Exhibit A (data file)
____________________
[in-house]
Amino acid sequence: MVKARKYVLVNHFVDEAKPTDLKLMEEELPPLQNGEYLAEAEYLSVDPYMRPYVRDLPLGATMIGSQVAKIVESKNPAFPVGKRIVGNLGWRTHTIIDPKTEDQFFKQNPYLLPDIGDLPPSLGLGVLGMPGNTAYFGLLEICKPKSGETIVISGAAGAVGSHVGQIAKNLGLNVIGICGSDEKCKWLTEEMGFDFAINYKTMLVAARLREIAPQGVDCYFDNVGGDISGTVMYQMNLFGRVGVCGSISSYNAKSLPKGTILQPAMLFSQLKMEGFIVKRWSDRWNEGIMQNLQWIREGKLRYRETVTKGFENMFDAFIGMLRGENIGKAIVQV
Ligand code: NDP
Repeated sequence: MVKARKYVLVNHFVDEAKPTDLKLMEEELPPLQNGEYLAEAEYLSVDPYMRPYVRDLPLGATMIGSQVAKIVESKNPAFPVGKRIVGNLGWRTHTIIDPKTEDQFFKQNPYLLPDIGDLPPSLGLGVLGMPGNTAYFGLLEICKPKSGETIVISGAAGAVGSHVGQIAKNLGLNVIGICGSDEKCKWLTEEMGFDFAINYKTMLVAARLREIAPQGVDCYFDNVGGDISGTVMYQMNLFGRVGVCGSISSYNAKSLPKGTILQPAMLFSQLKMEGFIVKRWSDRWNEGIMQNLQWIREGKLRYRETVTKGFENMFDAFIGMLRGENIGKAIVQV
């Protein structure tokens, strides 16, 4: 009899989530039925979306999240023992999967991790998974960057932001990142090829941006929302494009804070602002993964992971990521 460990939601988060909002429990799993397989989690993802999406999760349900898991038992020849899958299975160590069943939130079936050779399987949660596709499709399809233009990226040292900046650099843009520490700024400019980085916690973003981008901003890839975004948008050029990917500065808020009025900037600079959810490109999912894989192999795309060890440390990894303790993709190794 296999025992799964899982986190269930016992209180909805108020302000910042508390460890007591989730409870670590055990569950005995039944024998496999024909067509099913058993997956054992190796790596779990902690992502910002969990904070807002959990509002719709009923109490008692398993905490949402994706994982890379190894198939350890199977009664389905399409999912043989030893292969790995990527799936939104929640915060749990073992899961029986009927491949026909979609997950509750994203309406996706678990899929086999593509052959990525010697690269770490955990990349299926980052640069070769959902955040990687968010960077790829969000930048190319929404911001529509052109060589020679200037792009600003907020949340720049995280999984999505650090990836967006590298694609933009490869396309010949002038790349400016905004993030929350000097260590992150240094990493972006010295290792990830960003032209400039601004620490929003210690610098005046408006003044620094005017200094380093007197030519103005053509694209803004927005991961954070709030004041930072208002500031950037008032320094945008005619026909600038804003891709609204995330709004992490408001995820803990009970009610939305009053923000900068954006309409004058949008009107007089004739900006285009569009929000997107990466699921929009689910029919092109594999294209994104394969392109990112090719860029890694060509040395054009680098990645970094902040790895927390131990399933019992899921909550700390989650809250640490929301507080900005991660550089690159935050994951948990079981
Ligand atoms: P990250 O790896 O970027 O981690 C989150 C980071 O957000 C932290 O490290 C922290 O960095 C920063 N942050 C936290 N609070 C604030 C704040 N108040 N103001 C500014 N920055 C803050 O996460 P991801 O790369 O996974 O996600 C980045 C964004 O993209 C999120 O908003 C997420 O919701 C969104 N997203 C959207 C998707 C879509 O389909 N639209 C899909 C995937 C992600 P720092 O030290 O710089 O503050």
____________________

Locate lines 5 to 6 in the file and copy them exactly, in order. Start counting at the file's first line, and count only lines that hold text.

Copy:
């Protein structure tokens, strides 16, 4: 009899989530039925979306999240023992999967991790998974960057932001990142090829941006929302494009804070602002993964992971990521 460990939601988060909002429990799993397989989690993802999406999760349900898991038992020849899958299975160590069943939130079936050779399987949660596709499709399809233009990226040292900046650099843009520490700024400019980085916690973003981008901003890839975004948008050029990917500065808020009025900037600079959810490109999912894989192999795309060890440390990894303790993709190794 296999025992799964899982986190269930016992209180909805108020302000910042508390460890007591989730409870670590055990569950005995039944024998496999024909067509099913058993997956054992190796790596779990902690992502910002969990904070807002959990509002719709009923109490008692398993905490949402994706994982890379190894198939350890199977009664389905399409999912043989030893292969790995990527799936939104929640915060749990073992899961029986009927491949026909979609997950509750994203309406996706678990899929086999593509052959990525010697690269770490955990990349299926980052640069070769959902955040990687968010960077790829969000930048190319929404911001529509052109060589020679200037792009600003907020949340720049995280999984999505650090990836967006590298694609933009490869396309010949002038790349400016905004993030929350000097260590992150240094990493972006010295290792990830960003032209400039601004620490929003210690610098005046408006003044620094005017200094380093007197030519103005053509694209803004927005991961954070709030004041930072208002500031950037008032320094945008005619026909600038804003891709609204995330709004992490408001995820803990009970009610939305009053923000900068954006309409004058949008009107007089004739900006285009569009929000997107990466699921929009689910029919092109594999294209994104394969392109990112090719860029890694060509040395054009680098990645970094902040790895927390131990399933019992899921909550700390989650809250640490929301507080900005991660550089690159935050994951948990079981
Ligand atoms: P990250 O790896 O970027 O981690 C989150 C980071 O957000 C932290 O490290 C922290 O960095 C920063 N942050 C936290 N609070 C604030 C704040 N108040 N103001 C500014 N920055 C803050 O996460 P991801 O790369 O996974 O996600 C980045 C964004 O993209 C999120 O908003 C997420 O919701 C969104 N997203 C959207 C998707 C879509 O389909 N639209 C899909 C995937 C992600 P720092 O030290 O710089 O503050």